Tag Archives: Bird

Remote Control Hummingbirds!

Mother Jones

It tuns out that one of features of my new camera is the ability to control it remotely with my cell phone. If you have even a gram of nerd blood in you, this should make you insanely jealous.1 It’s the coolest thing ever.

And yet, as cool as it is, it still left me twiddling my neurons trying to figure out what I could do with it. One possibility was situations where I need to minimize camera shake. Put the camera on a tripod and then snap the shutter remotely without actually touching anything. But that would be just another example of using a thousand dollars worth of technology to do what a ten-dollar cable release can do. Not that there’s anything wrong with that.

Then Marian suggested I could set up the camera by our hummingbird feeder and wait for hummingbirds to fly in. So I did. Here’s what the setup looks like:

Then I went into the living room and watched Roger Federer play Stan Wawrinka at Indian Wells. Every time a bird showed up on my camera, I held down the remote shutter button and shot off a few dozen pictures.

Which did me precious little good. Damn, those little buggers are fast. Even with the shutter speed allegedly set at 1/2000th of a second, the pictures were blurry. Also out of focus most of the time, which was a combination of my fault and the camera’s fault. Still, live and learn. Here are the two best shots I got:

The top one is a male Anna’s hummingbird. The bottom one is, I suppose, a female Anna’s hummingbird. The bird folks can enlighten us in comments.

Anyway, I’ll have to try this again. It’s certainly a way of getting some good nature shots without sitting on my hump for hours on end in a muddy patch of dirt. Then again, since the WiFi range for the camera is about ten feet or so, maybe it just means I get a little better selection of where to sit on my hump for hours on end. I’ll have to think of some way to try this with the cats.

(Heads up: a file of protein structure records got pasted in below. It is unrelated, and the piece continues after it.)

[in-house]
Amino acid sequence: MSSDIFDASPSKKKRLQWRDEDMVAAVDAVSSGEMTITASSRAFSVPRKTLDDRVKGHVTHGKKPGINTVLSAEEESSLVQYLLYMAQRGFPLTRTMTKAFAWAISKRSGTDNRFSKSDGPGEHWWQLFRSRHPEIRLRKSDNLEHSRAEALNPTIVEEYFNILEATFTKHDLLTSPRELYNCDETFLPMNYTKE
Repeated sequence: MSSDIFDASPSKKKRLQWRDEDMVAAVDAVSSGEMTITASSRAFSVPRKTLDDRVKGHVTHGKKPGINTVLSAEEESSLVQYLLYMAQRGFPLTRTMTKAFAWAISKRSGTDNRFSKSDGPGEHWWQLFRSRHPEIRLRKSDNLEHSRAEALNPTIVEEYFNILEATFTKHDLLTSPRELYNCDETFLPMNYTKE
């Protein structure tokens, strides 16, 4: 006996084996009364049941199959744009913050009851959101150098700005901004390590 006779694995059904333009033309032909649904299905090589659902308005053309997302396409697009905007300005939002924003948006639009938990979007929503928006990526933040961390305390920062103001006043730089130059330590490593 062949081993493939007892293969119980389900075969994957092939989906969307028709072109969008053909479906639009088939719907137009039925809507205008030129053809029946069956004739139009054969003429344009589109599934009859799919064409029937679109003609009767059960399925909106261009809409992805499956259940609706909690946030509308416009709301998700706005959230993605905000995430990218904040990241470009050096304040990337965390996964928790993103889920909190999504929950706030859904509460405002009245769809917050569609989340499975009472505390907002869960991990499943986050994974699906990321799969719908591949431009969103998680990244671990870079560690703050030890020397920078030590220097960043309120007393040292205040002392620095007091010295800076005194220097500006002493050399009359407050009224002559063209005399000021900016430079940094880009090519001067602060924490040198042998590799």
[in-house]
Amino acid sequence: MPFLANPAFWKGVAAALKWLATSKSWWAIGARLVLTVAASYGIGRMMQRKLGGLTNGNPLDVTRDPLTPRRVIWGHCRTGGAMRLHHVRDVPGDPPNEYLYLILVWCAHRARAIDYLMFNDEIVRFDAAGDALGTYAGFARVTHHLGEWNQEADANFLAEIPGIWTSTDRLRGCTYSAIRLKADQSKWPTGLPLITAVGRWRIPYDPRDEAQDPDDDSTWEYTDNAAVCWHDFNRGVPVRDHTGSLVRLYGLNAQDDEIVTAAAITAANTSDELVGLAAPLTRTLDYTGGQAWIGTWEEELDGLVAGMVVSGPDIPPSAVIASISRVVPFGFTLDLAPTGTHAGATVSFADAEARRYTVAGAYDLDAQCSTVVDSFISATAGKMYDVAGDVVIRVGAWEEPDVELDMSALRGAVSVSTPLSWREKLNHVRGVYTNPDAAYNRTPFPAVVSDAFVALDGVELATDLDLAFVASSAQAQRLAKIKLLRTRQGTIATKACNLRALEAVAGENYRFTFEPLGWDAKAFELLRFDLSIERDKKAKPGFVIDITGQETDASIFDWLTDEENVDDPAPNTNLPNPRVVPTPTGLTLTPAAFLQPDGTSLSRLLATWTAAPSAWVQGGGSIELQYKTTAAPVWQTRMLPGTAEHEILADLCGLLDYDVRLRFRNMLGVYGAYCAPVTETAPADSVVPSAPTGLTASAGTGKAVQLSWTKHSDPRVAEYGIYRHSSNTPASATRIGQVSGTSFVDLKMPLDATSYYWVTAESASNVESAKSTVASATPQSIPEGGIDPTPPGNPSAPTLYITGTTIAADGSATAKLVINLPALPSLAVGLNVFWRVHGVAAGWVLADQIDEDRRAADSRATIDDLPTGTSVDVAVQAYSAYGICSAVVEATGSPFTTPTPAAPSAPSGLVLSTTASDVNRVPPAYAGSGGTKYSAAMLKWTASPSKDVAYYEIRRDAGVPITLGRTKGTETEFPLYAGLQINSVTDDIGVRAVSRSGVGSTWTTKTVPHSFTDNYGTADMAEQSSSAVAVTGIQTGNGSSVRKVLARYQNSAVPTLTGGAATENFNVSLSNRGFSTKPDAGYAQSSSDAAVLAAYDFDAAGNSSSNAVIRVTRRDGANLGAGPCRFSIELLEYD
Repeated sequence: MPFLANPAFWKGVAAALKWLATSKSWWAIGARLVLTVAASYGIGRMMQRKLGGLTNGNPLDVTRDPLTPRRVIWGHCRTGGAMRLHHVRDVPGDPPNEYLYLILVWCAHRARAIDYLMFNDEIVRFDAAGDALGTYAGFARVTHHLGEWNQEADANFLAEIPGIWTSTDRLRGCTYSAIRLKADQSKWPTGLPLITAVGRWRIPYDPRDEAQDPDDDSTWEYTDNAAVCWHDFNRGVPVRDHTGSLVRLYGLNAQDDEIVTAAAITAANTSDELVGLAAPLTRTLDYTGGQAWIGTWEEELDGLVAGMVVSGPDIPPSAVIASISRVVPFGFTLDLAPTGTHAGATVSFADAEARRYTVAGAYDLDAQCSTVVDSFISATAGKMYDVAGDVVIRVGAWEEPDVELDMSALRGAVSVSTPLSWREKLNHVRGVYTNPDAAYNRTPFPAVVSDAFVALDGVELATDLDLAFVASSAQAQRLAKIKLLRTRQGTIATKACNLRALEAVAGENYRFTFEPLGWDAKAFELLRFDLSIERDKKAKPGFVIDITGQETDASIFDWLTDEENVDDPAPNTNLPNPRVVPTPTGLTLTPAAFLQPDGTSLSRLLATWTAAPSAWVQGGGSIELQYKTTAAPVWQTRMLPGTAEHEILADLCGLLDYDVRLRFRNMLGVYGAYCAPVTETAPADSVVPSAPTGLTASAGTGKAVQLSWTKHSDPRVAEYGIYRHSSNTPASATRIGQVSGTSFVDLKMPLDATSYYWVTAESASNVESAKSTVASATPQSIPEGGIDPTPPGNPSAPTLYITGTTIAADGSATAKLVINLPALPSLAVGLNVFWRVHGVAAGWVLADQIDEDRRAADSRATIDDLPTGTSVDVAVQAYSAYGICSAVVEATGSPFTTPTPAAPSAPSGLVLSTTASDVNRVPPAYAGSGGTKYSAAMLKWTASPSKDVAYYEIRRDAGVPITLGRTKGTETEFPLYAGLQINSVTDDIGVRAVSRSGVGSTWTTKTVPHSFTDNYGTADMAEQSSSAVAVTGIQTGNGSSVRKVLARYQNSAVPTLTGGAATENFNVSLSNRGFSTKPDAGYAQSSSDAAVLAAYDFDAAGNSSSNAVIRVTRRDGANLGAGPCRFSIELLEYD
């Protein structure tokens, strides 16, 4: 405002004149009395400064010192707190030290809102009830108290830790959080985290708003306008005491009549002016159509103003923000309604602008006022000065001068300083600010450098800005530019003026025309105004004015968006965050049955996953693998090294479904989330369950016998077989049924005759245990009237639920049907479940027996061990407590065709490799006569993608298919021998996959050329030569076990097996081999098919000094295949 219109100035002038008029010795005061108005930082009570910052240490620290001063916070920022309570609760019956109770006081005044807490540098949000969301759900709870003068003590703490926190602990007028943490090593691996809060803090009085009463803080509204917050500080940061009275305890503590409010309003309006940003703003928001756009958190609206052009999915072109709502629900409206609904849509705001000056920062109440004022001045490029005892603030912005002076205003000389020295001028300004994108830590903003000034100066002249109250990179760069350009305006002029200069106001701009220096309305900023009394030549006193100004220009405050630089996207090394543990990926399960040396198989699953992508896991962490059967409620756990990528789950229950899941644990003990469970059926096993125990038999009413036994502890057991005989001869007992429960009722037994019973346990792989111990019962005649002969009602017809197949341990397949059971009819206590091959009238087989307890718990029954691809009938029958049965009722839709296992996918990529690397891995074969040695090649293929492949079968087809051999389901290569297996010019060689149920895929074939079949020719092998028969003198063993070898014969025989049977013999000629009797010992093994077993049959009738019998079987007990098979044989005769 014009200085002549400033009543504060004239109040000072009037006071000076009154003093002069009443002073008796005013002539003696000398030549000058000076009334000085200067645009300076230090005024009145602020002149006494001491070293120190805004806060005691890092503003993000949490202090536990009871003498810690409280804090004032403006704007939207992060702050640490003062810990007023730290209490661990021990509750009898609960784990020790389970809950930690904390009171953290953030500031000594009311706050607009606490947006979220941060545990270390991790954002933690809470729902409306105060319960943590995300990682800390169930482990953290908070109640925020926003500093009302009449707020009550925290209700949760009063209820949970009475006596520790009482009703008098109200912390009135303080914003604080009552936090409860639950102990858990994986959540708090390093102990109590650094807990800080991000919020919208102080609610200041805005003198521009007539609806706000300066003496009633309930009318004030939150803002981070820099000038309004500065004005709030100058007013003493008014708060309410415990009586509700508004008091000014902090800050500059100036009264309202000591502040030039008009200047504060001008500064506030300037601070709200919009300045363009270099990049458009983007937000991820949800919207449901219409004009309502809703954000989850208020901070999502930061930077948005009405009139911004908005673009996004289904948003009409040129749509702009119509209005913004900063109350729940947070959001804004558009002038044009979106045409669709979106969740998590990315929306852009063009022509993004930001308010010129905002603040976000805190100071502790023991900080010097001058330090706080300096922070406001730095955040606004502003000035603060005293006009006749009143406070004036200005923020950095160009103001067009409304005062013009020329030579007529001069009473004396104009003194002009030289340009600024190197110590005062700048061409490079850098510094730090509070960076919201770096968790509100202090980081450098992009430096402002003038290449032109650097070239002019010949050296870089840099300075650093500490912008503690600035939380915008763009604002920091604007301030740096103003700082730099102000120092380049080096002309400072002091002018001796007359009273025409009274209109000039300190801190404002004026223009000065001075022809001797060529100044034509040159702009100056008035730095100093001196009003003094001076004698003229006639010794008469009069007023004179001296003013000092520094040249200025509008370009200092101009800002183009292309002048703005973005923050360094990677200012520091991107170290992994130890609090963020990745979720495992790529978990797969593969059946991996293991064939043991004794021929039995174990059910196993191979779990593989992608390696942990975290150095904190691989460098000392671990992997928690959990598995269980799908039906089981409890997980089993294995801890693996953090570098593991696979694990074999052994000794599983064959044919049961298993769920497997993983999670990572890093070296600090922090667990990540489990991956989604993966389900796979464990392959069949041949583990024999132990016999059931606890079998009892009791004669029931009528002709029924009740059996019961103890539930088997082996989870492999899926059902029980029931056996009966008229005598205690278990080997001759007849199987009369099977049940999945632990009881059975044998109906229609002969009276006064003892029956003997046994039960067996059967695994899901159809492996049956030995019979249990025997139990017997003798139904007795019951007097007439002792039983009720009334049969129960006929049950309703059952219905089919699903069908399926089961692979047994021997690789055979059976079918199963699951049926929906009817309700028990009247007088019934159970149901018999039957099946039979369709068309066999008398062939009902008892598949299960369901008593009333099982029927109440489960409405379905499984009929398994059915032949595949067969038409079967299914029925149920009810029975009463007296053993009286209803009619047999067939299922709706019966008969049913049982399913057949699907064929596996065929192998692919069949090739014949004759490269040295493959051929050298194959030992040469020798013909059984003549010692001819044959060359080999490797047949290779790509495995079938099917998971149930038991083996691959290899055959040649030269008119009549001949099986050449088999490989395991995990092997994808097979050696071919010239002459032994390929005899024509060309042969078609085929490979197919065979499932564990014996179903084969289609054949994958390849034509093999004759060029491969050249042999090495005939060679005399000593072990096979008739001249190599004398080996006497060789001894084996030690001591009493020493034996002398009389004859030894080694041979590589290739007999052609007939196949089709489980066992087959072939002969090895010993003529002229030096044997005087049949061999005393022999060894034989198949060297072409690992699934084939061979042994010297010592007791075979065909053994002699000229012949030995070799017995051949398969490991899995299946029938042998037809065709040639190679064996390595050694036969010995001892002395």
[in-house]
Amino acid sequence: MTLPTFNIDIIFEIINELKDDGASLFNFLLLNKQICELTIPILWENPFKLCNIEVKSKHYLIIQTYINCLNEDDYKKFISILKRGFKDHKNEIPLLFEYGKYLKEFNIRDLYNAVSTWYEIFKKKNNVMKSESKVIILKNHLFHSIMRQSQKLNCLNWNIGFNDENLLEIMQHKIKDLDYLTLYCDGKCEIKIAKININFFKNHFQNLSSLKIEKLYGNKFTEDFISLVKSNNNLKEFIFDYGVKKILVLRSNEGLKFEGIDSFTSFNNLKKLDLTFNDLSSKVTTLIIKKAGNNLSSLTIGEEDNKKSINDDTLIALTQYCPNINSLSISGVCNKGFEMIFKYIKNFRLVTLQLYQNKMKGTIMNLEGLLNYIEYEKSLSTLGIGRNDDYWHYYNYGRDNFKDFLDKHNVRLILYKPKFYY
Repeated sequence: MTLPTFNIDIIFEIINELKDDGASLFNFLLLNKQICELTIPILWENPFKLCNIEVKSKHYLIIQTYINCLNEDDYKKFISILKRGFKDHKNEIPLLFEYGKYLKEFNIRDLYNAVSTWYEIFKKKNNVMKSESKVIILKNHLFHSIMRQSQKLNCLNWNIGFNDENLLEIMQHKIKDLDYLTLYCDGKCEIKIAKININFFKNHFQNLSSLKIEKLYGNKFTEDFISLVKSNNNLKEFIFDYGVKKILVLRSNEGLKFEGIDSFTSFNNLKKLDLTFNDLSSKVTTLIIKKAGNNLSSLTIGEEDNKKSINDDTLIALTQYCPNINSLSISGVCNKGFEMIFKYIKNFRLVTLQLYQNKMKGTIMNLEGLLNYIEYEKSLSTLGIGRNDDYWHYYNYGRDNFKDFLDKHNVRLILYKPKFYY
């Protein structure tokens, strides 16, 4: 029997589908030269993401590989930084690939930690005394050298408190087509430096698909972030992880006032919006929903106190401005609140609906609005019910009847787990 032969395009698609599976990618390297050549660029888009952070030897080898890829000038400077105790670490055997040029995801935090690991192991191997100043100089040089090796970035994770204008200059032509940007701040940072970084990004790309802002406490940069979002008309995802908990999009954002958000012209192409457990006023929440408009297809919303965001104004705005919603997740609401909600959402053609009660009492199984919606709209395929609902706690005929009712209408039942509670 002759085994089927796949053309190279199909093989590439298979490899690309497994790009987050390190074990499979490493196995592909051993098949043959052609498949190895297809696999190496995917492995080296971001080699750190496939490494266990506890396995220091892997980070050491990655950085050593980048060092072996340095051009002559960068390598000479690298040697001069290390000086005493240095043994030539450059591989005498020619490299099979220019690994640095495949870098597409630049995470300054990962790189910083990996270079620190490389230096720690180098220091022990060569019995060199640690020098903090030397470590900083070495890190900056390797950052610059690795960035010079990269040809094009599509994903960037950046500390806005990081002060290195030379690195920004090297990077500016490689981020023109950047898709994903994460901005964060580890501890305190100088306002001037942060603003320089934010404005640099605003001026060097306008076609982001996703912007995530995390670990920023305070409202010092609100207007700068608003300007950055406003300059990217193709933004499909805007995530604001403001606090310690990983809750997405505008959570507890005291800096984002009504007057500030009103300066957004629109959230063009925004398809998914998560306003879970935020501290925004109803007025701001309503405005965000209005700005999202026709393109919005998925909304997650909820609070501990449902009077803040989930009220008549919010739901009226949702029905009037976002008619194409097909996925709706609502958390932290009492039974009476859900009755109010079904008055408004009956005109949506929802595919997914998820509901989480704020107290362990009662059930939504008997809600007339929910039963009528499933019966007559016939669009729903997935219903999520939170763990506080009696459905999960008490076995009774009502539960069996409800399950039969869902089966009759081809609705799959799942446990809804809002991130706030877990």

1Unless you already have a camera that can do this.

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Remote Control Hummingbirds!

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Hillary’s Right. Tabasco Sauce Is Great.

Mother Jones

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Hillary Clinton carries around Tabasco in her purse. UPROXX thinks this means she is “trying too hard.” UPROXX is stupid. She has done this for years. She really likes Tabasco. A lot of people don’t and have used this occasion to make jokes about Tabasco. I rise in its defense.

Here’s what you need to understand about Tabasco. It isn’t really a hot sauce. It’s silly to compare it to other hot sauces because it really isn’t that hot, but it is good. It is a vinegar sauce. A delicious vinegar sauce that America loves. It makes almost anything better. What would a Bloody Mary be without Tabasco? What about corned beef hash? Do you like corned beef hash? Of course you do. Everyone likes corned beef hash. But would you like corned beef hash without Tabasco? I am not so sure.

No matter what you call it, it is undeniable that America has chosen Tabasco as its spicy condiment of choice. It is in almost every single restaurant in America. The places that do not have it are flipping the bird to the American people.

Tabasco Tabasco Tabasco. Yum yum yum. Confession: I have been known to take hits of Tabasco straight.

Now let’s go a bit further.

The worst condiment in America is mayonnaise. Mayonnaise offends my senses and makes me want to vomit. However, Americans love mayonnaise. I forgive them for this. America is about choice. Americans should be allowed to have their disgusting mayonnaise. But if we are going to allow people to have mayonnaise when they want, then we need to allow people to have Tabasco without shame.

Here’s the real worst thing about mayonnaise: When you ask a waiter for a BLT with no mayo, they do not respect the no mayo wish. They think in their addled minds, “How could anyone not want mayo?” Well, look, I don’t want mayo. Get away from me.

I would understand people who don’t like Tabasco getting upset if Tabasco were treated with the same assumptions as mayonnaise, but it is not so. Tabasco is never just on something. They give you the bottle and you make your own mind up. You have no reason to be mad about Tabasco. Tabasco isn’t forcing itself on you. Tabasco is just there; if you want to use it, use it.